label so we’d get these bands to stop in Redding for a show and open for them. Interestingly enough, my trumpet past served me well during that time because trumpet solos started showing up in these indy bands (like Cake) and I’d end up playing trumpet with lots of different bands. Anyway, right around this time is when I started really experimenting with keyboards. YS: What were some of your first keyboard instruments. SB:
My very first synthesizer ever was a Yamaha PSS-130 and I remember being enamored of it because it sounded JUST LIKE some of the instruments on the Mega Man 2 soundtrack that I was obsessed with at the time. Although I consider myself a keyboardist now, I didn't really consider myself "qualified" to call myself a keyboard player or a musician for many years. But I was always messing with thrift store rescues that you could find for a few dollars, and sometimes I’d circuit bend them to get different sounds.
My friend and I would compose electronic music on the side for fun. We really didn’t consider it super serious then because it was not like the “serious” indie stuff we were doing. We were just having fun making chiptune
-like things before that became a thing. We’d play these things for our fellow bandmates and they’d laugh so we considered it just for fun. I often wonder if we would have leaned into that a little more we would have been way ahead of the curve in electronic music! But regardless we kept rescuing these older keyboards and organs and modifying. We didn’t really know the term “circuit bending” but that’s exactly what we were doing.
OLDER GEAR CAN OFFER GREAT CREATIVE OPPORTUNITIES. SOMETHING I REALLY LIKE IS DOUBLING BACK AND REINVESTIGATING AN OLDER TECHNOLOGY THAT, FOR WHATEVER REASON WE’VE MOVED ON FROM. A GREAT EXAMPLE IS THE DX7. IT WAS ALL THE RAGE WHEN IT WAS OUT, THEN WE MOVED ONTO THINGS LIKE SAMPLE-BASED SYNTHESIS AND ANALOG, THEN WE THOUGHT PLUGINS WERE GOING TO TAKE OVER HARDWARE AND SO ON. BUT WHEN WE REVISIT THESE PREVIOUS TECHNOLOGIES, REDISCOVER AND RECOMBINE THINGS I THINK WE FIND NEW AVENUES OF CREATIVITY THAT WERE NOT DONE OR EVEN THOUGHT OF THE FIRST TIME AROUND.
That is something I find interesting as well. In the modular world the very thing that was seen as the drawback—connecting with cables, no voice memory, etc.— is the allure. It is the epitome of hands on. YS: Well, it seems like you moved beyond the thrift store stuff to more traditional synths and technology. SB:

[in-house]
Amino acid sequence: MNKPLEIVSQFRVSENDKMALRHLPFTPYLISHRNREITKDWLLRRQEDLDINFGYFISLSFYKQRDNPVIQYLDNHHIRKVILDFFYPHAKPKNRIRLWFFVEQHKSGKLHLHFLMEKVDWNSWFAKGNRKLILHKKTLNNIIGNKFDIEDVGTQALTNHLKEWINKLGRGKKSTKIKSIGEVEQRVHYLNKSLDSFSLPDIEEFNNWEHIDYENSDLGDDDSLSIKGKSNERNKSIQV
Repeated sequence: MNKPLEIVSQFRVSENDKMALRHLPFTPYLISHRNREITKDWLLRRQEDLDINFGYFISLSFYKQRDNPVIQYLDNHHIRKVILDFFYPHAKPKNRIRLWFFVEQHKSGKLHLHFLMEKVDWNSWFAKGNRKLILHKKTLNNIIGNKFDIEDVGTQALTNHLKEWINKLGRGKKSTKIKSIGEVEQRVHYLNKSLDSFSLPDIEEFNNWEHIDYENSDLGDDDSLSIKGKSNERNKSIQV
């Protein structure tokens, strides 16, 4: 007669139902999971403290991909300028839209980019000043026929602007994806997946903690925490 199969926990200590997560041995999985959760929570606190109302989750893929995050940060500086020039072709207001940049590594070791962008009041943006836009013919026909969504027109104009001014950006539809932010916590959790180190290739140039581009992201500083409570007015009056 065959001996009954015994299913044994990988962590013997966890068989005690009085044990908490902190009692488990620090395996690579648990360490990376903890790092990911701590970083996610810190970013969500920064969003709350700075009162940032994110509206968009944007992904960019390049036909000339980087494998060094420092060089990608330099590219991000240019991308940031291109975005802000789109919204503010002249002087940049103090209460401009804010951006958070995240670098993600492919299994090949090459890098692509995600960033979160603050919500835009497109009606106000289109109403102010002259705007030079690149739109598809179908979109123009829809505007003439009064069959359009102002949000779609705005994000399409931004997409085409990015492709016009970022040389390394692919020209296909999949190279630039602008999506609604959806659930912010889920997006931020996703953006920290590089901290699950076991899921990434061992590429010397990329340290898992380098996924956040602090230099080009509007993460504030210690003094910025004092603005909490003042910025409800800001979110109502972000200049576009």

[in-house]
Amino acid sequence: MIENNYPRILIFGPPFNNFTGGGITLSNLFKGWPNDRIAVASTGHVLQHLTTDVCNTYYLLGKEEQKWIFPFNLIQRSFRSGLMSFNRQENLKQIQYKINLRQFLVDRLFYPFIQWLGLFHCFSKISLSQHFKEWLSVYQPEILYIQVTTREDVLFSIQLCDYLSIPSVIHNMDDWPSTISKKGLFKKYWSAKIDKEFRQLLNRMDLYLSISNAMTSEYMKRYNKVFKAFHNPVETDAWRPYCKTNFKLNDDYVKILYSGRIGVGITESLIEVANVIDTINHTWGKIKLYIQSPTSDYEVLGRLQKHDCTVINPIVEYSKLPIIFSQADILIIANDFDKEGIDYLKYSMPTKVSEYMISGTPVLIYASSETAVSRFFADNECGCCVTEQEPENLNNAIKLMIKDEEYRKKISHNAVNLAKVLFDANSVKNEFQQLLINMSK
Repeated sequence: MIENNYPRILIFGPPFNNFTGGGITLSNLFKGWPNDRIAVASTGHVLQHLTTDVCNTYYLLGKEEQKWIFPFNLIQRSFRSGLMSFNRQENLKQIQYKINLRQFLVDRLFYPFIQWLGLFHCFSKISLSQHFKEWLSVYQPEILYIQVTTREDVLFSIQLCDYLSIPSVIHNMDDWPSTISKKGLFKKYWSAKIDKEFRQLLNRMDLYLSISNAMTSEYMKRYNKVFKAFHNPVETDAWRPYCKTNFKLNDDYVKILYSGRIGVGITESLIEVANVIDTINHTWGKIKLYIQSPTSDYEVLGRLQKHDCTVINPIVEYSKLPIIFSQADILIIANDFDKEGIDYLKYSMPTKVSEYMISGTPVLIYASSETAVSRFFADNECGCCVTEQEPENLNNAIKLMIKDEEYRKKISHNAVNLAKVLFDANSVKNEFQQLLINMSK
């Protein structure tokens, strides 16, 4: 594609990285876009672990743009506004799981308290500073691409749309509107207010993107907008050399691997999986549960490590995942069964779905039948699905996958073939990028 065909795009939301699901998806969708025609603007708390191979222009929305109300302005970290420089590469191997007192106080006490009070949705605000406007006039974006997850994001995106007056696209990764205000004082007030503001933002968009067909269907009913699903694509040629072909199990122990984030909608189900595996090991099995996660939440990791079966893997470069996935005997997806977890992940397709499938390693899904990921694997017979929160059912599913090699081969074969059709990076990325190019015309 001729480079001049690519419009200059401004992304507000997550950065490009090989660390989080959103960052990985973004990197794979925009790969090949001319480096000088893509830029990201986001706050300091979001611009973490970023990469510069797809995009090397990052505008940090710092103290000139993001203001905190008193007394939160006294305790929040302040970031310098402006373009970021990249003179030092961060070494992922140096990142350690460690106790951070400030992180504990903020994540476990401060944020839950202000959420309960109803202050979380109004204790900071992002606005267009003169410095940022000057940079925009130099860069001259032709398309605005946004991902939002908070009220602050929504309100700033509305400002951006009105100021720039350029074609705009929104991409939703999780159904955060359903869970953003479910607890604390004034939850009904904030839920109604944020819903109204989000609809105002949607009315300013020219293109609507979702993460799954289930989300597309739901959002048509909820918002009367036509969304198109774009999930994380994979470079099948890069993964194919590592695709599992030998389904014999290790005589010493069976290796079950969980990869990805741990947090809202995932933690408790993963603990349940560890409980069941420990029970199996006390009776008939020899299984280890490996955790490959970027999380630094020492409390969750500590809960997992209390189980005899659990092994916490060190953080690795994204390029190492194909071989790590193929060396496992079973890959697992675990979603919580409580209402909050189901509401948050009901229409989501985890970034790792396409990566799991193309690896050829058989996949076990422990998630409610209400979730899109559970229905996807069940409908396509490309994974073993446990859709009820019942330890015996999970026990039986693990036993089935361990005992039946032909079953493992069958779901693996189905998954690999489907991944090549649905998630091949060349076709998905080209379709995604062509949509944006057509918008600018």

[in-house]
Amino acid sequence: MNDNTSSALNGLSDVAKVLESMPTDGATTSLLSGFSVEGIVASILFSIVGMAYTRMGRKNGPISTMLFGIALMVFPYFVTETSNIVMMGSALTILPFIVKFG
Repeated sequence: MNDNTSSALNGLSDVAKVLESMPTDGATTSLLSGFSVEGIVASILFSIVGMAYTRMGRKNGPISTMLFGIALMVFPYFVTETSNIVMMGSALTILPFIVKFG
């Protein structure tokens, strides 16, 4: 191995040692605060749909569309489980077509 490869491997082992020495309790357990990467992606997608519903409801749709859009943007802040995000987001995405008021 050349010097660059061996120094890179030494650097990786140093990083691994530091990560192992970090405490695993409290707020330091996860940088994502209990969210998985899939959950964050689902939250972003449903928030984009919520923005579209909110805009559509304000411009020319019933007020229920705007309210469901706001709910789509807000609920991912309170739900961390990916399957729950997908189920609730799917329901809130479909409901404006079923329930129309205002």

Yeah, you know I’ve always been into technology and science and went to college for computer science but I still was way into playing music and touring. One of the bands we were booking was the band Okkervil River. They had a trumpet player in the band who unexpectedly backed out of a tour so the lead singer, Will Sheff, came up to me and said “Hey Scotty, you play trumpet, right”? Of course I said yes, but then he added “you play keys too, right?”…and I said, “Well, yeah…yeah…” and he said “Do you think you can learn 11 songs by this Friday and fly out a do a tour with us?” I remember saying, “well, I have a trigonometry class let me get back to you.” So I went to class, decided that school and math will always be there and went on tour with Okkervil River
. It was really cool! We did a tour opening up for the Decemberists and started to get a pretty solid following. They are based in Austin, TX so I took an educational leave, had about four days to either pack up what fit, toss what didn’t and moved to Austin to be a musician. I originally came here to play with them but through the years I played and toured with Okkervil River, Shearwater
and Murder by Death
. I toured pretty much constantly for awhile. YS: I know you have since gotten off the road and your life has taken other paths. When did you stop touring?SB:
Well, pretty much since I met my current partner back in 2012. I was coming out of my 30s, had this new awesome woman in my life, and really, touring loses its allure as you get older. So you know, touring with these bands became my music school and while I was doing it, it was amazing. I felt like a dog going on a car ride: I didn’t care where I was going, I was just happy to be out and along for the ride. And with the music, I really tried to think very texturally whether I was playing keys or horn. The indie folk-rock genre is really about the overall sound and I just worked at finding places in the music to add interesting textures and backgrounds. It was an amazing learning experience. That was when I starting thinking about using synthesizers in different types of music.
Check out Part II here!